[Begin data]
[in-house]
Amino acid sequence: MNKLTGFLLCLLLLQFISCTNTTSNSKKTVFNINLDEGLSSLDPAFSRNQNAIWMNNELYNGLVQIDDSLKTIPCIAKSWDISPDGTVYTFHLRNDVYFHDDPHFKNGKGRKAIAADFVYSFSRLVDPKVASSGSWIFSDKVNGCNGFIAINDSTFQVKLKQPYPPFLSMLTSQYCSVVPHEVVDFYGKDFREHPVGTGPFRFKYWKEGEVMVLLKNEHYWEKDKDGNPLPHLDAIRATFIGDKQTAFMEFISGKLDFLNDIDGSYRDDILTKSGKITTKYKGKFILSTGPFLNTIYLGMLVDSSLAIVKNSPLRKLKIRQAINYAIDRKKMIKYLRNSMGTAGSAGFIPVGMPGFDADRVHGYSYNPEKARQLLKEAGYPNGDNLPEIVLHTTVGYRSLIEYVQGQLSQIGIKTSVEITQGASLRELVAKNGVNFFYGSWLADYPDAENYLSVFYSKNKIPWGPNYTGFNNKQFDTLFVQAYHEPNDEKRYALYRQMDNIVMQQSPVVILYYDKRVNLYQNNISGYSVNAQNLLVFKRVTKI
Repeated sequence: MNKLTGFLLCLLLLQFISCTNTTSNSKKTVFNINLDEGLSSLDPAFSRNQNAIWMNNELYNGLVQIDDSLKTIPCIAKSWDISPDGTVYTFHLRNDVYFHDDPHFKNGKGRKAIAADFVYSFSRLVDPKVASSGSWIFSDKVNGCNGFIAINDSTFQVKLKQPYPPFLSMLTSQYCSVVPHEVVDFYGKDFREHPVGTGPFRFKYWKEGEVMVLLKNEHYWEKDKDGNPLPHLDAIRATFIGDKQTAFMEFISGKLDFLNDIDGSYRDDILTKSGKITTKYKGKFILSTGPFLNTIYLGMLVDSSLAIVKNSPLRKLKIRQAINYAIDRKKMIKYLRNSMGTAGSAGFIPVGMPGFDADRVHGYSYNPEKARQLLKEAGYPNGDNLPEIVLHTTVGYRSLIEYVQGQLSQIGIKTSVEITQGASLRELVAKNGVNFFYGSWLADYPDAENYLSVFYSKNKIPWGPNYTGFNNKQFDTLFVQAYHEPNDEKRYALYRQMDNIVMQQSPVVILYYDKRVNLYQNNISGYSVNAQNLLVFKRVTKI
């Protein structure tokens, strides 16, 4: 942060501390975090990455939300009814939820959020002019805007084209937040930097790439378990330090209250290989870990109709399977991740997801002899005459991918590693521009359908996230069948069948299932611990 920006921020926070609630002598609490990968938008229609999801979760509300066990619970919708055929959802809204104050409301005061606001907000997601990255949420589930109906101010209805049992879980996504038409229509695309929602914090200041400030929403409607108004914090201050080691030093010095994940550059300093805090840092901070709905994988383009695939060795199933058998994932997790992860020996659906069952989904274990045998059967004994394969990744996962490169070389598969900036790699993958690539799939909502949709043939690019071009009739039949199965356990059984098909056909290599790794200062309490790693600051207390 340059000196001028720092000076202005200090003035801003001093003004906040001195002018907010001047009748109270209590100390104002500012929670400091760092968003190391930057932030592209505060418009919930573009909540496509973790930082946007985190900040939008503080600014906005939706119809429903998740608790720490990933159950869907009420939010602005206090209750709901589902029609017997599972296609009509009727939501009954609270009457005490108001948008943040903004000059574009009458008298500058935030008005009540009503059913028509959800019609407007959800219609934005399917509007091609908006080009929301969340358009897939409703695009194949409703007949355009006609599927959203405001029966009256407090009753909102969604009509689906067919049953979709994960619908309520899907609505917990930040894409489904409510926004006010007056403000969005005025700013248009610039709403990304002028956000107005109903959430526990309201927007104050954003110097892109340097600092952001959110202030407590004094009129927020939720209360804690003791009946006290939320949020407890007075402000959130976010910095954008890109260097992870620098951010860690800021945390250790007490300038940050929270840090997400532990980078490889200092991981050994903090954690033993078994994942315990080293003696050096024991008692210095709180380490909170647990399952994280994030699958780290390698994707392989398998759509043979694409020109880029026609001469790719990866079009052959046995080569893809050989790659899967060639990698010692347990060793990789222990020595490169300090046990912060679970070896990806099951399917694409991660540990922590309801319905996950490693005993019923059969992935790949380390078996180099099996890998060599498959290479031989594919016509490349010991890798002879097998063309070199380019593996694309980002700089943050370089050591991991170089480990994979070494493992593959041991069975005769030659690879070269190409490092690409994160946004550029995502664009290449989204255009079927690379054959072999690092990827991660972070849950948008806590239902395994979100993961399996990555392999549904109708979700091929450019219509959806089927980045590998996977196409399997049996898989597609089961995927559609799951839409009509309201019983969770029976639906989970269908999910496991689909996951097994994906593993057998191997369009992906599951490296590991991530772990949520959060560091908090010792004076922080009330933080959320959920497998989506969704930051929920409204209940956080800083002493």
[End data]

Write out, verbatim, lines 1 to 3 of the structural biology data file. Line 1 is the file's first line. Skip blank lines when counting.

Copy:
[in-house]
Amino acid sequence: MNKLTGFLLCLLLLQFISCTNTTSNSKKTVFNINLDEGLSSLDPAFSRNQNAIWMNNELYNGLVQIDDSLKTIPCIAKSWDISPDGTVYTFHLRNDVYFHDDPHFKNGKGRKAIAADFVYSFSRLVDPKVASSGSWIFSDKVNGCNGFIAINDSTFQVKLKQPYPPFLSMLTSQYCSVVPHEVVDFYGKDFREHPVGTGPFRFKYWKEGEVMVLLKNEHYWEKDKDGNPLPHLDAIRATFIGDKQTAFMEFISGKLDFLNDIDGSYRDDILTKSGKITTKYKGKFILSTGPFLNTIYLGMLVDSSLAIVKNSPLRKLKIRQAINYAIDRKKMIKYLRNSMGTAGSAGFIPVGMPGFDADRVHGYSYNPEKARQLLKEAGYPNGDNLPEIVLHTTVGYRSLIEYVQGQLSQIGIKTSVEITQGASLRELVAKNGVNFFYGSWLADYPDAENYLSVFYSKNKIPWGPNYTGFNNKQFDTLFVQAYHEPNDEKRYALYRQMDNIVMQQSPVVILYYDKRVNLYQNNISGYSVNAQNLLVFKRVTKI
Repeated sequence: MNKLTGFLLCLLLLQFISCTNTTSNSKKTVFNINLDEGLSSLDPAFSRNQNAIWMNNELYNGLVQIDDSLKTIPCIAKSWDISPDGTVYTFHLRNDVYFHDDPHFKNGKGRKAIAADFVYSFSRLVDPKVASSGSWIFSDKVNGCNGFIAINDSTFQVKLKQPYPPFLSMLTSQYCSVVPHEVVDFYGKDFREHPVGTGPFRFKYWKEGEVMVLLKNEHYWEKDKDGNPLPHLDAIRATFIGDKQTAFMEFISGKLDFLNDIDGSYRDDILTKSGKITTKYKGKFILSTGPFLNTIYLGMLVDSSLAIVKNSPLRKLKIRQAINYAIDRKKMIKYLRNSMGTAGSAGFIPVGMPGFDADRVHGYSYNPEKARQLLKEAGYPNGDNLPEIVLHTTVGYRSLIEYVQGQLSQIGIKTSVEITQGASLRELVAKNGVNFFYGSWLADYPDAENYLSVFYSKNKIPWGPNYTGFNNKQFDTLFVQAYHEPNDEKRYALYRQMDNIVMQQSPVVILYYDKRVNLYQNNISGYSVNAQNLLVFKRVTKI